Cities’ rain gauges left high and dry

FAULTY rainfall gauges have left Albury and Wangaratta with incomplete official tallies for February.

The showers that swept across the North East and Border were not properly recorded because Albury’s gauge was blocked by dust and Wangaratta’s had been affected by lightning.

The weather bureau confirmed Albury’s gauge at the airport gave the false reading of two millimetres in the 24 hours to 9am yesterday.

Albury’s Local Internet website recorded 20 millimetres in the 24 hours to 9am yesterday, with 16.6 millimetres falling from midnight to 9am.

Lightning strikes near Wangaratta’s rain gauge affected the instrumentation and gave a false reading of zero millimetres on Tuesday.

“It’s unfortunate that the records are lost and there’s no way to retrieve the data,” senior forecaster Richard Carlyon said yesterday.

“It’s unlucky to think two of the biggest towns didn’t get a reading,” he said.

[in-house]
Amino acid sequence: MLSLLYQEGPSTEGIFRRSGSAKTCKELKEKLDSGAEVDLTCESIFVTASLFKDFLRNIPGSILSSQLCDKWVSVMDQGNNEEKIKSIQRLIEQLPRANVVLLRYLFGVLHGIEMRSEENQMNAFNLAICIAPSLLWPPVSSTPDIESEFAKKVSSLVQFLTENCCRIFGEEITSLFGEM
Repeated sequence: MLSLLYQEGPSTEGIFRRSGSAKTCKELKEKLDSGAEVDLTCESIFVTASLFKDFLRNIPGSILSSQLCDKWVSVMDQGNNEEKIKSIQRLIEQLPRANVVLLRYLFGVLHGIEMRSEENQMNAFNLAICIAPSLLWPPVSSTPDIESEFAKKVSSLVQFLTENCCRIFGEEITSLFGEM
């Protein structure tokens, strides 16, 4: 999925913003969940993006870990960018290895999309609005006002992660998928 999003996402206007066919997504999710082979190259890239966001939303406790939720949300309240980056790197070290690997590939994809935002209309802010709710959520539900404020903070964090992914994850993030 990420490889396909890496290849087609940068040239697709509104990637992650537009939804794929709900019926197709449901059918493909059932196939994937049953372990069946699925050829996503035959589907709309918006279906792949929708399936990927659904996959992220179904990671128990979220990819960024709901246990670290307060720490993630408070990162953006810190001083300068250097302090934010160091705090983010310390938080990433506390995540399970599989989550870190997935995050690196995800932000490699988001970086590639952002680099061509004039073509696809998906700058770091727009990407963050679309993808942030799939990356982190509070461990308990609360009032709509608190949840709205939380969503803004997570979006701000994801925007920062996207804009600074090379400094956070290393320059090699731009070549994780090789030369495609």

Albury Airport reporting officer Brian Hodda said that he had received a call from the bureau about the gauge yesterday morning, but staff were already onto the problem.

“There were slight bits of dust that had accumulated at the top of the gauge,” he said.

The problem was fixed for Albury to record 0.2 millimetres, from 9am to noon, and the Border went on to record just 0.4 millimetres yesterday.

Readers posted several readings with The Border Mail yesterday.

One Table Top resident recorded 89 millimetres, while a North Albury resident recorded 20 millimetres to 7am yesterday.

East Albury weather watcher Tony Opie recorded 22.5 millimetres in the 24 hours to 9am yesterday at Murray Gardens, about a kilometre from the Albury weather station.

Meanwhile, Albury has sweltered through the region’s hottest summer in seven years.

Albury recorded 23 days in a row of temperatures 31 degrees or higher during February.

The hottest day of summer was 43.4 degrees on Saturday, January 5, followed by 39.5 on Friday, February 8.

The Border’s average maximum temperature in February was 33 degrees.